Even for those who have never been involved with the criminal justice system, family can serve as a significant source of support. This is especially true for those under supervision. Some of CSOSA’s most important partners are the family members of those under our supervision.

Returning citizens, as well as CSOSA’s Community Supervision Officers, view their families as members of the community of support needed to ensure that they successfully complete supervision and make the most of their second chances.

“Family support is very important. There are a lot of barriers that returning citizens face when they come home,” says Community Supervision Officer (CSO), Lorraine Smith. “Transportation, housing and financial support are the types of support that family members provide to returning citizens.”

In the case of Ms. Kyonna F. Brown, who served four years in a maximum security prison, being able to maintain connections and support from her family and secure a strong support network was the difference between freedom and re-incarceration.

“I had written down my goals and had a plan, and even with being the resilient person that I am, I still I would not have the success that I have had without the support of my family,” says Brown. “Having support for housing, transportation, finances and mental health was essential to my becoming the person that I am today.”

Family members also provide structure and accountability that some under supervision credit as their source of strength and what deters them from returning to criminal behaviors. “Helping to create a prosocial environment where there is open communication and partnerships between the family, the CSO and supervised individual can help them avoid returning to old behaviors that may have led to incarceration,” says CSO Smith. “The more support a returning citizen has, the better chances they have of success and that support is primarily from the family.”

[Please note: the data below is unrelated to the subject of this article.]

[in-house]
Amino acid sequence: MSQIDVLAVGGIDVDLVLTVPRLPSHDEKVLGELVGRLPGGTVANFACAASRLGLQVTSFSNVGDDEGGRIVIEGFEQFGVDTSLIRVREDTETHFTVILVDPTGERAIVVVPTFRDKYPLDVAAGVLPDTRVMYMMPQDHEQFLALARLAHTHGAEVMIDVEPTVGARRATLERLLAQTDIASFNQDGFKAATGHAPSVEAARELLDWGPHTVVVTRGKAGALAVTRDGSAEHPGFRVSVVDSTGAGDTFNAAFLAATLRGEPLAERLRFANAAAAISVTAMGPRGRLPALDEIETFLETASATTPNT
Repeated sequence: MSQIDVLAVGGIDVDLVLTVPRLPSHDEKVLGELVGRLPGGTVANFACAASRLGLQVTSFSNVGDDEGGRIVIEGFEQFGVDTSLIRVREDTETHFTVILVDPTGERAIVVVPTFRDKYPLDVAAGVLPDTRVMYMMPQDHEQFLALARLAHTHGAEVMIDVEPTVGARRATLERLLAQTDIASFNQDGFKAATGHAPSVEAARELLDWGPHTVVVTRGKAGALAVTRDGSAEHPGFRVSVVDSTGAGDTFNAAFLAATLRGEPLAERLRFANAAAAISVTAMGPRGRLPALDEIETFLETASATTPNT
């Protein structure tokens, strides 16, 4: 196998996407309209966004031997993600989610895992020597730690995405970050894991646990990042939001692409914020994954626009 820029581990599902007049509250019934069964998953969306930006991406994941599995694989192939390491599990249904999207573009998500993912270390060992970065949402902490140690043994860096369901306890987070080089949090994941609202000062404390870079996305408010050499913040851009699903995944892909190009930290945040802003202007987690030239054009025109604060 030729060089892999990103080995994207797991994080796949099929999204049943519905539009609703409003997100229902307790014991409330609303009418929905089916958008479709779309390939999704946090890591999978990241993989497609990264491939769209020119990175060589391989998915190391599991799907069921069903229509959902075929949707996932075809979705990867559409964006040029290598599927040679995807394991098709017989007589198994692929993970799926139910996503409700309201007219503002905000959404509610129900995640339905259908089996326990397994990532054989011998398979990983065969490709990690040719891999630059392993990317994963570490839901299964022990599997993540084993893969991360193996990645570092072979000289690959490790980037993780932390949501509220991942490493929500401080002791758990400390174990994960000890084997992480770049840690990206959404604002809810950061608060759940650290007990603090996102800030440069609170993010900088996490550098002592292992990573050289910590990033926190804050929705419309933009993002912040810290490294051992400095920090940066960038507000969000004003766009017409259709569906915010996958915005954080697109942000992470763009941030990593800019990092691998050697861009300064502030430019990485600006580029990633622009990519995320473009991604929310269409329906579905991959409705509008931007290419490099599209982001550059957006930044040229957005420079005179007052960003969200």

The willingness of families to partner with CSOSA and be a part of the community supporting their loved one helps provide accountability and ensure that the terms of their release are being met, ultimately leading to successful completion of supervision. “My life stopped when I was arrested at 21,” says Ms. Brown. “When I was released from prison, I wanted to pick up where I left off, but having that extra push and encouragement from family can make you turn away from committing a crime. I found that having support from family was much stronger than the support from those who might be just getting to know me.”

After overcoming incarceration and successfully completing supervision, Ms. Brown is an entrepreneur, author, public speaker and life coach, helping women become emotionally and mentally stronger. “I had to surround myself with people who were doing what I wanted to do and remind myself of where I had come from and where I did not want to go back to,” she says. “It’s okay to move on, it’s okay to thrive and grow.”

Virtual CJAN Meeting: May 6

Community Justice Advisory Network (CJAN) Meeting - May 6, 1:30m - 2:30pm, Session #3: Citizenship Rights and the 2020 Census, facebook.com/dccsosa

CSOSA’s Office of Legislative, Intergovernmental and Public Affairs (OLIPA) in collaboration with the United States Attorney’s Office for District of Columbia (USAO) cordially invite you to our “virtual” Community Justice Advisory Network (CJAN) meeting. Please join us via Facebook Live on May 6 from 1:30pm – 2:30pm:  https://www.facebook.com/DCCSOSA/